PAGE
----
U.K. Businesses Must Hire More British Workers, May's Tories Sayby and
Home Secretary Amber Rudd looking again at migration policies
Says free movement of EU workers will end after Brexit
Businesses based in the U.K. must hire more British workers, Home Secretary Amber Rudd said as she warned that companies will not be able to rely on workers from the European Union after Brexit.
The government will push businesses including food retailers such as Pret A Manger to train and recruit more British citizens who would otherwise be unemployed, Rudd said in an interview during the U.K.’s election campaign on Sunday.
The cabinet minister hinted Theresa May’s Conservatives will rewrite their previous pledges on reducing migration when they publish their policy manifesto before the June 8 vote.
“I did hear that Pret A Manger had come out and said ‘it’s absolutely essential for us to have European workers because if we don’t, we are going to have to make more of an effort to recruit in the U.K.’ Well, good,” Rudd told “Pienaar’s Politics” on BBC radio. “We will be trying to push them as well to do more in the U.K. -- them and all other businesses -- so that we make sure we look after people who are otherwise unemployed.”
May, the prime minister, called the election in a bid to strengthen her political position before she begins negotiations on Britain’s withdrawal from the European Union, and to gain a mandate for her vision of Brexit, which includes ending the free movement of EU citizens in the U.K.
The premier regards gaining control over immigration from the EU as a red line demand for the Brexit talks, and a key priority for the 17 million people who voted to leave the bloc in last year’s referendum. Net migration stood at 273,000 in the 12 months through September, according to official figures released in February. This was lower than the near-record 335,000 in the year before the Brexit referendum.
In early March, Pret A Manger warned during a House of Lords committee meeting it would be unable to hire enough workers if it had to rely purely on British citizens -- because so few apply.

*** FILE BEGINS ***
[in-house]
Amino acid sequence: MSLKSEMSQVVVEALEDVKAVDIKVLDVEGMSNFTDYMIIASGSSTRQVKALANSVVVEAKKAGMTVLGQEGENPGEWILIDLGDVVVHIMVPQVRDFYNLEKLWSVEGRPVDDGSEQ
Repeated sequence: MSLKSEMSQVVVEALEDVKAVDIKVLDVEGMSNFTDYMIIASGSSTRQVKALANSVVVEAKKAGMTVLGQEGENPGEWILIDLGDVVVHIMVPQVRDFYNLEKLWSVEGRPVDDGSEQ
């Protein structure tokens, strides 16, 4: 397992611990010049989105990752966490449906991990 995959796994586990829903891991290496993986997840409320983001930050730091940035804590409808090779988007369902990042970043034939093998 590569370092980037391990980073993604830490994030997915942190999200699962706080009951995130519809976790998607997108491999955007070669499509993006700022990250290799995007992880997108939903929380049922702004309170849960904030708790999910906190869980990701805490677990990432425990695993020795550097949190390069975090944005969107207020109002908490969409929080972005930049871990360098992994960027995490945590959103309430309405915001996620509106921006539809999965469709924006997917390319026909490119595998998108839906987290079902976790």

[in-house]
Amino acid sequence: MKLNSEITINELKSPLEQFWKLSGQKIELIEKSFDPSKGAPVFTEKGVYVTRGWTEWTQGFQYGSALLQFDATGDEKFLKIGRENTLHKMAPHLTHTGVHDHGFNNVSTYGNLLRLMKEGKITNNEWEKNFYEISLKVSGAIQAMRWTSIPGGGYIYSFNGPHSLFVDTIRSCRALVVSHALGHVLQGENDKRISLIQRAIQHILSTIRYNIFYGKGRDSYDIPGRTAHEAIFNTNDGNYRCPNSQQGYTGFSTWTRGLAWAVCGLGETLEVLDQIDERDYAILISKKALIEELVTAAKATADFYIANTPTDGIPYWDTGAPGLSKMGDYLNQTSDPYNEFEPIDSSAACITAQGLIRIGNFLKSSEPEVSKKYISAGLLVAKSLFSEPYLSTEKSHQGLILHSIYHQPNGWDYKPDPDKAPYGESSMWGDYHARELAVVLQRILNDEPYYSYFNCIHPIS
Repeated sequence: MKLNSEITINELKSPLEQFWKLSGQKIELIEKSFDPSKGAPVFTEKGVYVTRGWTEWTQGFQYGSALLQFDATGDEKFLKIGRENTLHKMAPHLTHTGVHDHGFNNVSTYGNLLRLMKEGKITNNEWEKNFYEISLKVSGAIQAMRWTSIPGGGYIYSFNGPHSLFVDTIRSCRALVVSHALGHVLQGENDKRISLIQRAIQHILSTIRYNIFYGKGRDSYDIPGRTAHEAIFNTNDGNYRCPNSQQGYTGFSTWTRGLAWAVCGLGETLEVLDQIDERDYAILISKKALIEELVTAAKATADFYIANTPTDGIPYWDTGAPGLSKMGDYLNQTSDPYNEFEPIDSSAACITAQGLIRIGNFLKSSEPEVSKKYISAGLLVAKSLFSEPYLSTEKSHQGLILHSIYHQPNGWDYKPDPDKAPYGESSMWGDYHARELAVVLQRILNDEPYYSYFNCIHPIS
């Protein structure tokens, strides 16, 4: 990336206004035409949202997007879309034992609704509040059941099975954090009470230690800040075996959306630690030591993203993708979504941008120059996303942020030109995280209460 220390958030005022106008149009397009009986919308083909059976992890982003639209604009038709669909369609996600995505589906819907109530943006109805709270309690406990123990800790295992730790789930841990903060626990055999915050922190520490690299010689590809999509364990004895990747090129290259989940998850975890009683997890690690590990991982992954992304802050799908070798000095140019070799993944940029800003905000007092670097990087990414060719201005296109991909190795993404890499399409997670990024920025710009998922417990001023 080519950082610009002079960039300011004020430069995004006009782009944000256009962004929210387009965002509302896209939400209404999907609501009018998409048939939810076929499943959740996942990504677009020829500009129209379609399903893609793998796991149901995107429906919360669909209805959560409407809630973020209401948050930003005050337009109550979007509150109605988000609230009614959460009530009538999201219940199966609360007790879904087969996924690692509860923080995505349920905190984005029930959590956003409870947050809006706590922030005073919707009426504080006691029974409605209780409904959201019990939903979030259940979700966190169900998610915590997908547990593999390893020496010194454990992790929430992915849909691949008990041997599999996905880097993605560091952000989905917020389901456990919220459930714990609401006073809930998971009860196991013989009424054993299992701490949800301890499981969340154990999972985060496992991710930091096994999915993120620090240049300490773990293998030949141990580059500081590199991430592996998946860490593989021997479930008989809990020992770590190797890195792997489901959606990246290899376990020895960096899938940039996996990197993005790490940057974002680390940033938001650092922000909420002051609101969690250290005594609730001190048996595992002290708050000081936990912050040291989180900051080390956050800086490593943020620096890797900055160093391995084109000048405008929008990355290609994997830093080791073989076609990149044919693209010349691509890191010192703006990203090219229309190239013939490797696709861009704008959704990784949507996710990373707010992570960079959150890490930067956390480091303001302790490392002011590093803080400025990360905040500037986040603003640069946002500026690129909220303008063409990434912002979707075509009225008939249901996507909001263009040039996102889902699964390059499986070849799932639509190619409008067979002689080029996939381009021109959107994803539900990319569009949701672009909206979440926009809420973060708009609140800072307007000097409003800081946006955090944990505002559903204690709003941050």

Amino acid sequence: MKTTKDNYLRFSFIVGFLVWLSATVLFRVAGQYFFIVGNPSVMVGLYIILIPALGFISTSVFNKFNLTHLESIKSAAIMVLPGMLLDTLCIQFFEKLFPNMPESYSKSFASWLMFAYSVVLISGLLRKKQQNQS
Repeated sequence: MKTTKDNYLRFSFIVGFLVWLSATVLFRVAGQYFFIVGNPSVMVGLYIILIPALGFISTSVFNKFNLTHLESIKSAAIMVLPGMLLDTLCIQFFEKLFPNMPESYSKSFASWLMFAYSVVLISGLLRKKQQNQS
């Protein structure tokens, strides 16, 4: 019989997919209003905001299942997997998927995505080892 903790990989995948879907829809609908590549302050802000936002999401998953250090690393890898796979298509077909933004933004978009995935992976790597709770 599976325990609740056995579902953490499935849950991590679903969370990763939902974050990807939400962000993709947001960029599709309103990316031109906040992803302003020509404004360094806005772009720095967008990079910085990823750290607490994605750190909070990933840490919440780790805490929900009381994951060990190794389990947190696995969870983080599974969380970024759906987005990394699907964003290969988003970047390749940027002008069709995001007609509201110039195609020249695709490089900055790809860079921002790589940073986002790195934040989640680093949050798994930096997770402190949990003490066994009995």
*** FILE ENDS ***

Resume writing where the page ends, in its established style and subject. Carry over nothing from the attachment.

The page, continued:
In the interview, Rudd signaled May’s Tories are reviewing the pledge to reduce net migration to less than 100,000 and will set out the plan in their election manifesto. “We are having a new manifesto -- it’s not going to be identical to the last one,” Rudd said. “It’s right that we look at it again.”
Local elections held in Britain on Thursday suggest May’s Conservatives are heading for a decisive victory in the national vote, a picture confirmed by new opinion polls giving the party a healthy double-digit lead over nearest rivals Labour, the main opposition party.
Labour, which suffered heavy losses in local voting, unveiled a plan to increase the tax on people earning more than 80,000 pounds ($104,000) a year.
John McDonnell, Labour’s finance spokesman, outlined the proposal, as he said there’s “a lot to learn” from reading Karl Marx’s “Das Kapital.”
“Labour is now the party of low taxes for middle and lower earnings,” McDonnell said Sunday in a speech in east London.
“For those above 80,000, we are asking them to pay a modest bit more -- why? To fund our public services,” he told BBC television’s “Andrew Marr Show” earlier on Sunday.